The Use of Multiples in Business Valuation
Selling price divided by EBITDA (earnings before interest, taxes, depreciation, and amortization) is a commonly used valuation multiple. EBITDA does not take into account the owner “add-backs” that include additional owner benefits that ultimately affect the Sellers Discretionary Earnings (SDE). In the small to mid-sized business valuations, SDE is the primary metric when trying to figure out what a business truly cash-flows and then is multiplied by a number according to industry standards.
When a business owner asks me “what is my business worth?”, I respond that we will do an in-depth analysis of not only their company financials, but also need to understand other important contributing factors. We will focus on these other factors in future articles in order to keep the focus on multiples right now.
For a quick example, let’s say the SDE of a seller’s business is $500,000. If we apply a 4 multiple, then the value will be $2M. From the perspective of a potential buyer, assuming the business continues to profit at the same level, they will get $500,000 per year on an investment of $2M, or a 25% ROI. They will get their entire return on their investment within 4 years and become “whole”. These #’s are all assuming that there will not be any additional costs as well (i.e. equipment upgrades, additional staff, debt payments, etc.). This is typically not the case and thus the term to recoup the initial investment is extended.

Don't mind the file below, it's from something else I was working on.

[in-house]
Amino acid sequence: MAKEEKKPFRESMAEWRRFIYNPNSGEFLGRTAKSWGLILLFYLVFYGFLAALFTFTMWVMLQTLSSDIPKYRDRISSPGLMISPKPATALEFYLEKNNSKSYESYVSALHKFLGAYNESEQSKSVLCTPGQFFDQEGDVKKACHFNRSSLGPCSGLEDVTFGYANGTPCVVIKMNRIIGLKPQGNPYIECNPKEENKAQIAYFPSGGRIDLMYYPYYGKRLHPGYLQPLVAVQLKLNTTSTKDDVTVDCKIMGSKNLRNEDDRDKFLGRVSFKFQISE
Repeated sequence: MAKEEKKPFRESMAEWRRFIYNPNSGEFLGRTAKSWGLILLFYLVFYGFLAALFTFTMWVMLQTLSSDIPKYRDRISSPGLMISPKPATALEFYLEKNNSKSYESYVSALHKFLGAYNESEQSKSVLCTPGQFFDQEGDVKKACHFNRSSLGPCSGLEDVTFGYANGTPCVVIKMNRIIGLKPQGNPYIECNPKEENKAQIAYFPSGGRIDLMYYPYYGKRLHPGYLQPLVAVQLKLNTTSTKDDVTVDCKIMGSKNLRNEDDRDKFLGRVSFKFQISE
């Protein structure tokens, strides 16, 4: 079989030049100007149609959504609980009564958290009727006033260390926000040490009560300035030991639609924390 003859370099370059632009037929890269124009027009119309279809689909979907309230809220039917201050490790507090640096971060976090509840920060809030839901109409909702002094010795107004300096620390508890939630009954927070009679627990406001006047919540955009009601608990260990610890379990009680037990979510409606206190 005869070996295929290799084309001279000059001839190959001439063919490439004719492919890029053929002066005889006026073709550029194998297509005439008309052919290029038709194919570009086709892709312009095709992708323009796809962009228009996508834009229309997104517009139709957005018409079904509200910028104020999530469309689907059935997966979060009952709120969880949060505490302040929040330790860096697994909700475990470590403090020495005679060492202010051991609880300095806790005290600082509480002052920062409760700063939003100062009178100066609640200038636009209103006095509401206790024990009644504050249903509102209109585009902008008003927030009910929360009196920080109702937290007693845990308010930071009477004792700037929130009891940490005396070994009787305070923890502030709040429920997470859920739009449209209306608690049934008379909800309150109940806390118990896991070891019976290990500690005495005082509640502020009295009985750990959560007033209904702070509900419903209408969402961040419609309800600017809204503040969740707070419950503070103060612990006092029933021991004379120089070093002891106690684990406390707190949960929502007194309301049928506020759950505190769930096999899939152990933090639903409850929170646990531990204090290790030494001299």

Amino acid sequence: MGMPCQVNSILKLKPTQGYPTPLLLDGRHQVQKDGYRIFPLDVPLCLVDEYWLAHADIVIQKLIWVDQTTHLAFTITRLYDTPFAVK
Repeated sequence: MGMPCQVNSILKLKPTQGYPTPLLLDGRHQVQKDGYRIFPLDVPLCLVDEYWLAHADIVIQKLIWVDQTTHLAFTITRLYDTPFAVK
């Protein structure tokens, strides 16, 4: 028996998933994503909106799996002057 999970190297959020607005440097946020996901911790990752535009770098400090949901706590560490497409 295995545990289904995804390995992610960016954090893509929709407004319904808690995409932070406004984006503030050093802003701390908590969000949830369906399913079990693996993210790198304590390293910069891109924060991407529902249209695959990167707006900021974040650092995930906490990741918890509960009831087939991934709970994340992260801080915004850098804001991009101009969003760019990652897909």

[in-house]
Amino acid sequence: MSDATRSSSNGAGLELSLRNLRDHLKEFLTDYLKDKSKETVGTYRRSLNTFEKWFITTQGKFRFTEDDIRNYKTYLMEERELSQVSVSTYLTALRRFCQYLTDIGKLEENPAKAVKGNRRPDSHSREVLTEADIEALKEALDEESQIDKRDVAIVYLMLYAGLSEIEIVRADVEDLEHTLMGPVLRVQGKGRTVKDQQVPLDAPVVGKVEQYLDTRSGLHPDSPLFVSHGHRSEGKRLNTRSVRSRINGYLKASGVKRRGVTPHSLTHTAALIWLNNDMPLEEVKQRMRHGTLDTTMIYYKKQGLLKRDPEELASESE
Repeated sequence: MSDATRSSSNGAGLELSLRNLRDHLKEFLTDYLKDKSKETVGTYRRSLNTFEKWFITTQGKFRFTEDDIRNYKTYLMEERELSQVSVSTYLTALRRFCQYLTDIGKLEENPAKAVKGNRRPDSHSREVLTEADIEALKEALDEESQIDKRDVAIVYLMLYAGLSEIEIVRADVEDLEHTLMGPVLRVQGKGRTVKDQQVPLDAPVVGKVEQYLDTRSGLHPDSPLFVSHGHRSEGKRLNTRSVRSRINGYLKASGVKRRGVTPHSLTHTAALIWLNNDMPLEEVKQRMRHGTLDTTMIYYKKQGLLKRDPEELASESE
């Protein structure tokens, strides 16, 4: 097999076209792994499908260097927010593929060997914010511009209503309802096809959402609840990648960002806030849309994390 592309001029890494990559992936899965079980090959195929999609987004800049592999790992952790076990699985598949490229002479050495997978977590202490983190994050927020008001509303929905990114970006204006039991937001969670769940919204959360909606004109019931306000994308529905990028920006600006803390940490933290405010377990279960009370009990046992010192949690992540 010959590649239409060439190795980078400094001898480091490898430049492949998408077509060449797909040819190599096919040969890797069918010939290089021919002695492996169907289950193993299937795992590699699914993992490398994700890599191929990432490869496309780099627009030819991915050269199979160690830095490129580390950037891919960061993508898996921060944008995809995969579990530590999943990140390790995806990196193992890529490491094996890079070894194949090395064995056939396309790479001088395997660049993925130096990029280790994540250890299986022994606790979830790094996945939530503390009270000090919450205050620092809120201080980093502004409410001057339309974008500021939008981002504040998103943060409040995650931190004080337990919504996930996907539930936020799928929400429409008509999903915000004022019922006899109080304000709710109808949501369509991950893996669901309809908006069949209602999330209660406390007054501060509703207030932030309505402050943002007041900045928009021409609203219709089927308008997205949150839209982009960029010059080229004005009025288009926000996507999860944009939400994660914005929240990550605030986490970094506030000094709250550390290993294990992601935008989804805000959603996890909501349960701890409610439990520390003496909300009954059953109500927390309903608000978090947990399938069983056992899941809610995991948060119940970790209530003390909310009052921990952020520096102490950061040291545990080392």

Another way to look at the multiplier method is with the P/E Ratio. The Price to Earnings Ratio is simply the selling price of the company divided by the earnings or profit that the business generates. This is a common way to look at stock values for investors. When you compare the above 25% ROI versus a typical mutual fund of 8-10%, buying a business appeals to many people. Obviously, there is a lot of involvement and time investment owing a business, but there are additional benefits too. Some of these additional benefits are realized when we are discussing the add-backs previously mentioned. Another benefit is if the buyer is successful and continues to grow the company, they can potentially sell the business for a higher value and/or multiple in the future.
So, what multiple is relevant to the business you own or are looking to purchase? The answer is “it depends”. It depends on not only the black and white #’s, but a whole slew of other contributing factors that are equally important. As I mentioned earlier, we will dig into those items in the next article. We can tell you that in RBA’s experience, we see average range from 1-4x’s SDE. Small businesses with a SDE of under $100,000 typically sell in the range of 1.3 to 2.5. A business that is above $100,000 up to $500,000 can expect a range of 2 to 3 and 3 to 4 up to $1M in SDE. Again, there are many other contributing factors that impact this.
Ultimately the selling price and corresponding multiple will be determined by the market. The process of business valuation is unfortunately more of an art than it is a science. There is nothing wrong with testing the market and trying to get the best deal possible, but please understand that good businesses come with a premium, and good buyers need to be financially able and willing to pay for that. Meeting somewhere in the middle is where the math (and multiple) will end up.